The third and last point is that few field experiments on biostimulants measuring NUE are described in the public literature (Storer et al., 2016). Indeed, most field studies only report on yield and other characteristics directly valued by the market (like grain protein contents). Yet the positive effect of some biostimulants on plant growth and tissue composition when applying a reduced amount of fertilizers (Carillo et al., 2019; Mola et al., 2019; Nguyen et al. 2019a,b) encourages their consideration for a 'high-output-low-input' agriculture.
Improving tolerance to abiotic stress
Tolerance to abiotic stress is a major concern when aiming at high crop productivity on a warming planet. In all cropping systems of the world, reducing the yield gap between the achievable and actual yields will depend on how farming practices and the genetic properties of plants can be improved to cope with the environmental stresses, like drought, salinity and heat. The magnitude of this yield gap is much different from one farmland to another across the world (Van Ittersum et al., 2013), but, whatever it is, improving tolerance to abiotic stress will be key to increasing crop productivity.
When the yield is threatened by pathogens and pests, farmers know how to deal with them by applying plant protection products, whetherthey are synthetic chemicals, natural substances or living organisms. The action of these products can be by direct toxicity toward the pathogen or its biological vectors, or by triggering the plant's immunity. Before the advent of PBs, there were few, if at all, solutions to reduce the abiotic stress suffered by the plant, at least in non- controlled growing conditions. Drought mitigation by irrigation is an important exception, but it cannot always be putin practice at affordable costs. Biostimulants appear as a breakthrough in crop protection against abiotic stress, and analyzing their potential in this respect seems to be of paramount importance.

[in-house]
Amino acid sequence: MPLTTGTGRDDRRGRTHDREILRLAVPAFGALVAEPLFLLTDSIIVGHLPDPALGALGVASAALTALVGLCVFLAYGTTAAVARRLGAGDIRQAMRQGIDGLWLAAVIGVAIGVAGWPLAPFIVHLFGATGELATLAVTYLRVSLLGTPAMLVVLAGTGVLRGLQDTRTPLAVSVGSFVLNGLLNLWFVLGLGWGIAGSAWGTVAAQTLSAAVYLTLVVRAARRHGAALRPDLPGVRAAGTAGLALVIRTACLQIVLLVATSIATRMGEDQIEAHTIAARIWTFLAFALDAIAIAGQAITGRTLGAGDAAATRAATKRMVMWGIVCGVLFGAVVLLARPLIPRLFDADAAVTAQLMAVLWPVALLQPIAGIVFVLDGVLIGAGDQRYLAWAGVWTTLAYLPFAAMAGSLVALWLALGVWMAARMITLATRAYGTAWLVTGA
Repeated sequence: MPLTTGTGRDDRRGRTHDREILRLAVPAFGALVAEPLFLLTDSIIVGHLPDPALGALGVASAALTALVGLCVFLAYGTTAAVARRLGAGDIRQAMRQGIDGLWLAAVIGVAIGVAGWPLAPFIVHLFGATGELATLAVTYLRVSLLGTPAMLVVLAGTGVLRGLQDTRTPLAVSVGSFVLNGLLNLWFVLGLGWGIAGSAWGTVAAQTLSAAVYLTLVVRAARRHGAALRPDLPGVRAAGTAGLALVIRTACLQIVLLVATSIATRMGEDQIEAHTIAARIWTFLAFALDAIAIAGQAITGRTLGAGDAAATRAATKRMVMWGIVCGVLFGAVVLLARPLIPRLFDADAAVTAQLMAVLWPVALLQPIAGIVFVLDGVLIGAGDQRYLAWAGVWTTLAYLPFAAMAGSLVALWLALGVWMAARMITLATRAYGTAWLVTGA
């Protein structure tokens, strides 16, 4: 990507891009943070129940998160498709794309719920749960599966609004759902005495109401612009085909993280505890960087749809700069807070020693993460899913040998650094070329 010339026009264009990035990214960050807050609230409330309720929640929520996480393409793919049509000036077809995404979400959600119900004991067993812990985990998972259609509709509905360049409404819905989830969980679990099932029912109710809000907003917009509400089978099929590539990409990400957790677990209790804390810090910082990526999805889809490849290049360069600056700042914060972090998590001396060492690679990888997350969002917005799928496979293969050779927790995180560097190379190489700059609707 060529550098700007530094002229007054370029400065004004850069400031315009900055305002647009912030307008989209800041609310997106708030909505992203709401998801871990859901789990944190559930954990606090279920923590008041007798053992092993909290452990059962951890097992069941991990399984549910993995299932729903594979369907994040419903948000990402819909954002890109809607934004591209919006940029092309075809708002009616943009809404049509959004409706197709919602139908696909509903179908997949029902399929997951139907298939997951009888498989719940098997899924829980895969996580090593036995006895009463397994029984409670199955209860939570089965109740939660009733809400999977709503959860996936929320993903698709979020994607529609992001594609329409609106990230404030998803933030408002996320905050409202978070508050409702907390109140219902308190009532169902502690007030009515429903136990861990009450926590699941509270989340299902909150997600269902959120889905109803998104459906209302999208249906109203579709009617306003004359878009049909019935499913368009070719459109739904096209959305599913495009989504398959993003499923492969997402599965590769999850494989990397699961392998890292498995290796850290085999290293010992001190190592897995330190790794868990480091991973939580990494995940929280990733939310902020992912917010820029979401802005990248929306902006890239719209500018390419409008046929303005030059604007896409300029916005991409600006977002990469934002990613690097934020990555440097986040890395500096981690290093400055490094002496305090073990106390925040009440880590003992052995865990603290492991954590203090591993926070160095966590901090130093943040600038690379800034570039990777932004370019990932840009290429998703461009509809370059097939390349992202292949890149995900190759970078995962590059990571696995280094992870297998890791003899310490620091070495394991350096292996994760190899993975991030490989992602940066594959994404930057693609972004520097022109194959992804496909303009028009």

Increased tolerance to abiotic stress is a claim of biostimulant products in all regulatory norms so far. However, quantifying their actual effects on abiotic stress is challenging. When dealing with stress response of an organism, three phases need to be considered; before, during and after the stress episode. Of special interest is the capacity of the organism to be 'primed' against abiotic stressors, which means that some physical, chemical or biological treatment 'before' stress improves the responsiveness of the organism toward subsequent stress application. Although such priming effects have been described since long in the context of both environmental and pathogen stresses, with concepts like hardening and immunity (Hilker et al., 2016), it is only recently that it was realized that the 'priming stimulus' and the 'trigger stimulus' (i.e. the stressor) could be the same or different (Jakab et al., 2005). Interestingly, some chemical treatments are able to prime the organism against a pathogen or abiotic stress, despite any resemblance of the priming molecules to known physiological effectors of the plant (Sawides et al., 2016). When such compounds, substances or microorganisms are developed into commercial products ameliorating plant tolerance to abiotic stress, they may be referred to as PBs. In fact, this appears as a most promising marketing opportunity for PBs, as it complements all other technologies aiming at increasing crop productivity under stress and provides growers with a tool to reduce yield penalties whenever stressful events can be anticipated, like heat and drought episodes.
As an interesting case study, the priming activity of three types of biostimulants in the protection of Arabidopsis thaliana against drought stress was studied by Fleming et al. (2019), using phenotypic, biochemical and gene expression analyses. This study emphasizes the importance of applying the biostimulant at the right time with respect to the stress episode and at right doses, showing enhancement of drought tolerance in specific conditions only. Most notably, seaweed extracts proved to be effective as priming stimulus, when applied one week before stress, and ineffective when the stressor and the biostimulant were applied together or when the biostimulant was applied after the onset of stress. In contrast, an amino acid-based biostimulant tested by the same study showed a less stringent timing requirement for efficacy and did help the plants even when applied together with or during the stress (Fleming et al., 2019).
The timing of application of the biostimulants is critical, and their roles in stress tolerance might be described as 'defense primers' (acting before stress), 'rescuers' (acting during stress) or 'restorers' (acting after stress). As an example of enhanced restoring activity, Dalai et al. (2019) have shown the contrasting responses of two biostimulants derived from seaweed extracts and amino acids in pepper and have shown that the latter did improve the resilience of the plants subjected to drought, indicated by the faster water reabsorption activity of roots after stress withdrawal.